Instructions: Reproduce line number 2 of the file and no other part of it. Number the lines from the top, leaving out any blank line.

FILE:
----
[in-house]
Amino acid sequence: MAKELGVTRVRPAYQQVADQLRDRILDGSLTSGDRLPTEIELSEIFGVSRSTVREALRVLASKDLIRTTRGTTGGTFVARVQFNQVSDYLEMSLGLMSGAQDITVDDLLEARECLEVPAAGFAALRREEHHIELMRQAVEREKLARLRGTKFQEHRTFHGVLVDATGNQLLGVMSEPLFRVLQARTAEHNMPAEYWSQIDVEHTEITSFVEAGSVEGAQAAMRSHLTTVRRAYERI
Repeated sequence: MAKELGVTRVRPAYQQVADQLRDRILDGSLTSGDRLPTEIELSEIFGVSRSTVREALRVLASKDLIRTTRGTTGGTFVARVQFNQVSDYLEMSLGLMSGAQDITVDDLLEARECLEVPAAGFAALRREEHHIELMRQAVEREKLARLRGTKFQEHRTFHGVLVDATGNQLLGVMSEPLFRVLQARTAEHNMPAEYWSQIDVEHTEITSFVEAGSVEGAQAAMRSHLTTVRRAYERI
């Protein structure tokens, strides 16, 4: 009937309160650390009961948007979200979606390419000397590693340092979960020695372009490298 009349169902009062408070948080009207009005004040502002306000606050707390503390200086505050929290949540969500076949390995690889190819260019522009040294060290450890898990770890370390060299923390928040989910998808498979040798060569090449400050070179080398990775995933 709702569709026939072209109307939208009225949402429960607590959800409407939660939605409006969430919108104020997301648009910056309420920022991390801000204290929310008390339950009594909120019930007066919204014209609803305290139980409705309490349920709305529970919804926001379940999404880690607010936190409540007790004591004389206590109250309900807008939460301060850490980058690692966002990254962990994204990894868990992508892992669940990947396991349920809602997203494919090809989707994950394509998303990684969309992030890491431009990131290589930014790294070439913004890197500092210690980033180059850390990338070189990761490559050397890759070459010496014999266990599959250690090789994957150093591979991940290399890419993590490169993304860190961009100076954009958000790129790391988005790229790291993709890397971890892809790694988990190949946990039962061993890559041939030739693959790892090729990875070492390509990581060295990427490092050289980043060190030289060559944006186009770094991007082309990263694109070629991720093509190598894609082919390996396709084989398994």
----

Amino acid sequence: MAKELGVTRVRPAYQQVADQLRDRILDGSLTSGDRLPTEIELSEIFGVSRSTVREALRVLASKDLIRTTRGTTGGTFVARVQFNQVSDYLEMSLGLMSGAQDITVDDLLEARECLEVPAAGFAALRREEHHIELMRQAVEREKLARLRGTKFQEHRTFHGVLVDATGNQLLGVMSEPLFRVLQARTAEHNMPAEYWSQIDVEHTEITSFVEAGSVEGAQAAMRSHLTTVRRAYERI